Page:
Piston Skirt Wear
Piston skirt wear occurs from the inherent geometry of the crank mechanism as the engine fires. Peak combustion pressure occurs slightly after top dead center, causing the piston to thrust into the cylinder wall.
On two-stroke engines, skirt wear can sometimes be heard audibly while the engine is running. A rhythmic metallic sound along with a loose or worn piston when the engine idles. What you're hearing is the piston rocking back and forth in its bore as it reciprocates.
Skirt wear can be observed by measuring the diameter of the skirt and referencing it against the diameter outlined in your service manual. Wear can also be obverved visual as a polished area on the thrusting faces of the piston.
Your pistons may feature one of a few different types of skirt coating. Wiseco pistons utilize different types of skirt coatings depending on the piston, including ArmorGlide and ArmorFit coatings. These coatings are screen printed on and will last for the life of the piston. We sell a variety of Wiseco pistons with different types of skirt coating.
Wrist Pin Bore Wear
A wrist pin is a small cylinder that keeps the piston attached to the connecting rod. Wrist pin bore wear occurs naturally from the loading of the wrist pin joint through inertia and combustion. The wrist pin bore will typically become misshaped as it wears. Usually, a portion of the bore will appear polished or worn. Also, the wrist pin bore can be measured from top to bottom and side to side. These measurements can be compared to the diameters specified in the service manual.
Replacement piston options are plentiful and can be overwhelming, and the most common upgrade riders are faced with is whether or not to move to a forged piston. Forged pistons are a nice upgrade because they offer additional strength and wear resistance over cast pistons.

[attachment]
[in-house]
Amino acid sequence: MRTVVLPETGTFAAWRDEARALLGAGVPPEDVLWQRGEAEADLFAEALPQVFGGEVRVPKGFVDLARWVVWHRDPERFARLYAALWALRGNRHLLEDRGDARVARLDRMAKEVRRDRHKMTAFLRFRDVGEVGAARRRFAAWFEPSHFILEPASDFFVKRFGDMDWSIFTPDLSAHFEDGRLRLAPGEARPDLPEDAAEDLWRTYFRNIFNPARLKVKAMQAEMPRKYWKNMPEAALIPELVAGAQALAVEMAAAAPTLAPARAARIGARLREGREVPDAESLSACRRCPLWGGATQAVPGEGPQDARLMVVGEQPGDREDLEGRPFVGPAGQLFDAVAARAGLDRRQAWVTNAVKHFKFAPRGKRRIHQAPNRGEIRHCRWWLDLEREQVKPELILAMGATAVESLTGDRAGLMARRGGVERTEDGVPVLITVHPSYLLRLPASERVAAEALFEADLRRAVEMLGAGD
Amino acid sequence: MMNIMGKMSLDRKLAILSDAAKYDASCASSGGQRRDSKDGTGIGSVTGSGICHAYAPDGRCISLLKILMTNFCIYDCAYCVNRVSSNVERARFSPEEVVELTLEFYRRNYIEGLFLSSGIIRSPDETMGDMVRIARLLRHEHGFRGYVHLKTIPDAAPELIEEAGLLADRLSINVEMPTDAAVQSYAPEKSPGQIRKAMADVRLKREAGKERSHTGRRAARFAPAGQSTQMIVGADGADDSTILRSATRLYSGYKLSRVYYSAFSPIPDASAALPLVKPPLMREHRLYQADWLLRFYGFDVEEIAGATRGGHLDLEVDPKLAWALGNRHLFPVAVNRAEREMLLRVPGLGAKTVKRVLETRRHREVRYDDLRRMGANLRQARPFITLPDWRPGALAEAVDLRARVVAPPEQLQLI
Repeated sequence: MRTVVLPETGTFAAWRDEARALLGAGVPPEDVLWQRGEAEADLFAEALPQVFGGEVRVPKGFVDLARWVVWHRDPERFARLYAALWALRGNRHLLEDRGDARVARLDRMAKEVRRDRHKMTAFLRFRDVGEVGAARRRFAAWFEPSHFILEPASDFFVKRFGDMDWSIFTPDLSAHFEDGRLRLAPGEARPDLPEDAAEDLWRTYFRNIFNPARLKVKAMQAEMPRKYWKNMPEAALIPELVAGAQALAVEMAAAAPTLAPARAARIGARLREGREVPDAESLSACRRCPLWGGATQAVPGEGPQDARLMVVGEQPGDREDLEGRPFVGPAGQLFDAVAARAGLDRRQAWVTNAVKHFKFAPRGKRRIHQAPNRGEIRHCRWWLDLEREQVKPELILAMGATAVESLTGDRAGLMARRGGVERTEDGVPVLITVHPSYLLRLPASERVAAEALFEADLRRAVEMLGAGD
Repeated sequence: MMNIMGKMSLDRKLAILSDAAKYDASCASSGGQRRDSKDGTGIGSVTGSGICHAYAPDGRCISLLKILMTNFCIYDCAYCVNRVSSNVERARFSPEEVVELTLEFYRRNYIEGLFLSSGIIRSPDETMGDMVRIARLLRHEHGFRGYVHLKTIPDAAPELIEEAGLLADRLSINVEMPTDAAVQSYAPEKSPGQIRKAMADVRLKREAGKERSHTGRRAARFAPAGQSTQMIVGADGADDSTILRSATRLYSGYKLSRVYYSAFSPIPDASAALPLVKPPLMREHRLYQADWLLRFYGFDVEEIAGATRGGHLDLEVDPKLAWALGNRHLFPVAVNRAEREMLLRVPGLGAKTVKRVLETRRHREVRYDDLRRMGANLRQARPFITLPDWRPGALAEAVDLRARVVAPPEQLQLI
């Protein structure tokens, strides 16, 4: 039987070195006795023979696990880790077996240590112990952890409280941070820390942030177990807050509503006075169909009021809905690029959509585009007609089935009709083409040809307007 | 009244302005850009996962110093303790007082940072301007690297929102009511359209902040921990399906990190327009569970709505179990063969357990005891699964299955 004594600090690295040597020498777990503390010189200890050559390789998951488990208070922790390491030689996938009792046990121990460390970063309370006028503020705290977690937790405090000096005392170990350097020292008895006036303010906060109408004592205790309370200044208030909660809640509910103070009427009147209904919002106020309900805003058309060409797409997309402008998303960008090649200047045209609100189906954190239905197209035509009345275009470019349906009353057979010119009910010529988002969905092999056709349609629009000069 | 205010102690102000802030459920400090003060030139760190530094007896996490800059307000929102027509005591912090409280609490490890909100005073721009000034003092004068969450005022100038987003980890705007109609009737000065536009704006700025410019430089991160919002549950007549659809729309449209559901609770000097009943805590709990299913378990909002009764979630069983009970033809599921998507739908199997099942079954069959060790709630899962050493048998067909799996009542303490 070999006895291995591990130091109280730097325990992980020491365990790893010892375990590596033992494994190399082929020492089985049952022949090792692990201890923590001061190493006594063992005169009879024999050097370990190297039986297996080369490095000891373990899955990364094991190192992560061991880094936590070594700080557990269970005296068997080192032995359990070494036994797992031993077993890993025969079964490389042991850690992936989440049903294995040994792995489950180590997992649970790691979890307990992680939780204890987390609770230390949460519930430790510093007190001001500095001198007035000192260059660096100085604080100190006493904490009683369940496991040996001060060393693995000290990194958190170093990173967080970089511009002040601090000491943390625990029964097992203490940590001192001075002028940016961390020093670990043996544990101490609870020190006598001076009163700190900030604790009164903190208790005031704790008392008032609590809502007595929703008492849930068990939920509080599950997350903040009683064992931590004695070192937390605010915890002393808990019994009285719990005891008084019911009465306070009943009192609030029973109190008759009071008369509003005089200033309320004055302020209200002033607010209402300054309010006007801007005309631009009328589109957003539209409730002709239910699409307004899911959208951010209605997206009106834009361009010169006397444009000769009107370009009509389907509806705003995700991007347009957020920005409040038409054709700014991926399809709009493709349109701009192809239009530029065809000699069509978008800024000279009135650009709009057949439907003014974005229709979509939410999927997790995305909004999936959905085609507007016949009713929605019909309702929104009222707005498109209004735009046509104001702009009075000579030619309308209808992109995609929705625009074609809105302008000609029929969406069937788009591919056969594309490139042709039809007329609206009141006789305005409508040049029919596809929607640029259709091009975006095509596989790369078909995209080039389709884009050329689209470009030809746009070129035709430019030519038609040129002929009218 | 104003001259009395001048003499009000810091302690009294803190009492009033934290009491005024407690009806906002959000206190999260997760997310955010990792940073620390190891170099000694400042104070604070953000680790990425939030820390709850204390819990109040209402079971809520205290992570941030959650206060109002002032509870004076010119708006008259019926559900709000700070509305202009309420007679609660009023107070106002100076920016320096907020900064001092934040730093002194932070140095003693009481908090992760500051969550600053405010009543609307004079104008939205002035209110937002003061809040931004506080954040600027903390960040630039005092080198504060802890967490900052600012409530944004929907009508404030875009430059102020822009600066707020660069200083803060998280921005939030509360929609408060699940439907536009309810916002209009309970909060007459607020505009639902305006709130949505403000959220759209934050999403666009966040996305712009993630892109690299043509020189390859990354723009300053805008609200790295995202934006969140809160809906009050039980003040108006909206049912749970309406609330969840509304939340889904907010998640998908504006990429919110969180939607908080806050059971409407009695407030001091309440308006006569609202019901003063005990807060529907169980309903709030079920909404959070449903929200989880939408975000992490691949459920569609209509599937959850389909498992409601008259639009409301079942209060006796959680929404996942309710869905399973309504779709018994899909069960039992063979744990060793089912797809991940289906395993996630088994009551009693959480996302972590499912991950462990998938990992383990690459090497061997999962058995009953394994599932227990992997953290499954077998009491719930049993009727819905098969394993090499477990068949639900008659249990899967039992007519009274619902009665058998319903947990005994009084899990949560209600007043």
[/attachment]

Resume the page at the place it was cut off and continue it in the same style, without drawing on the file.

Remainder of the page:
Forged pistons have greater strength than cast pistons by using different aluminum alloys and manufacturing processes. The forging process results in finished components that have a tighter molecular structure, and optimized for strength. On the other hand, cast pistons are not cast under high pressures and their molecular structures are not as tight. In severe cases this can lead to air pockets or voids.
Ring and Groove Wear
Located between the cylinder and the piston, piston rings are necessary components that allow the engine to operate efficiently. Combustion chamber ignition causes the piston rings to move in and out of their grooves. Once the air/fuel mixture is ignited, pressure within the cylinder increases and forces the piston ring against the cylinder wall, which causes the ring to slide in its groove.
Ring and groove wear occurs due to the reciprocating motion of the rings and can be made worse by carbon deposits accumulating in the ring groove. The current state of your rings and grooves can be obtained by thoroughly cleaning the ring and groove, then measuring them. Most service manuals outline specifications for ring width, groove width, and ring to ring groove clearance.